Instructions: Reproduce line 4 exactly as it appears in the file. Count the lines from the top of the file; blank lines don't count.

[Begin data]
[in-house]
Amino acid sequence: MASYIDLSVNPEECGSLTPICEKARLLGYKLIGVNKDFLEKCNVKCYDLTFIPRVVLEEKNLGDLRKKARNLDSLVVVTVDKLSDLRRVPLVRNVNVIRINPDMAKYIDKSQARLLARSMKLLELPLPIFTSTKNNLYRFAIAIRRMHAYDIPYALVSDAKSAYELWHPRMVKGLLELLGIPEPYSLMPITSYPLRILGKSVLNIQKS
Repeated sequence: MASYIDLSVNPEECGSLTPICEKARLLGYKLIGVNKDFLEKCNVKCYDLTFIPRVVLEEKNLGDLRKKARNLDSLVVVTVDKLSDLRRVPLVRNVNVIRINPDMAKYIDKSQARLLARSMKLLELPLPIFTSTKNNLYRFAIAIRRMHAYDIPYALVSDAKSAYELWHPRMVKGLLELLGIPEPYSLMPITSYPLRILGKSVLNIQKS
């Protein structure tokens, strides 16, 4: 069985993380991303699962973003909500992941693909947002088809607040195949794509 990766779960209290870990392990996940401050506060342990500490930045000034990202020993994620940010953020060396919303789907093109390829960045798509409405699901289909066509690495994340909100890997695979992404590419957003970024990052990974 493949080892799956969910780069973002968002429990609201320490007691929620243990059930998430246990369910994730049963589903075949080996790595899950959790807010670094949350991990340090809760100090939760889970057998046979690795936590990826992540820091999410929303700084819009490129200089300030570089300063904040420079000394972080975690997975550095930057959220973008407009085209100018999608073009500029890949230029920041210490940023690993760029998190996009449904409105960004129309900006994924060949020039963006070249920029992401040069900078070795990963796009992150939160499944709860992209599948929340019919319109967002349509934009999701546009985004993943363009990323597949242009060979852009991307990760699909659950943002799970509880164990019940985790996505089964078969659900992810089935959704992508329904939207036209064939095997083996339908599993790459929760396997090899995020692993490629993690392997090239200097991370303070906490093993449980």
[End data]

């Protein structure tokens, strides 16, 4: 069985993380991303699962973003909500992941693909947002088809607040195949794509 990766779960209290870990392990996940401050506060342990500490930045000034990202020993994620940010953020060396919303789907093109390829960045798509409405699901289909066509690495994340909100890997695979992404590419957003970024990052990974 493949080892799956969910780069973002968002429990609201320490007691929620243990059930998430246990369910994730049963589903075949080996790595899950959790807010670094949350991990340090809760100090939760889970057998046979690795936590990826992540820091999410929303700084819009490129200089300030570089300063904040420079000394972080975690997975550095930057959220973008407009085209100018999608073009500029890949230029920041210490940023690993760029998190996009449904409105960004129309900006994924060949020039963006070249920029992401040069900078070795990963796009992150939160499944709860992209599948929340019919319109967002349509934009999701546009985004993943363009990323597949242009060979852009991307990760699909659950943002799970509880164990019940985790996505089964078969659900992810089935959704992508329904939207036209064939095997083996339908599993790459929760396997090899995020692993490629993690392997090239200097991370303070906490093993449980």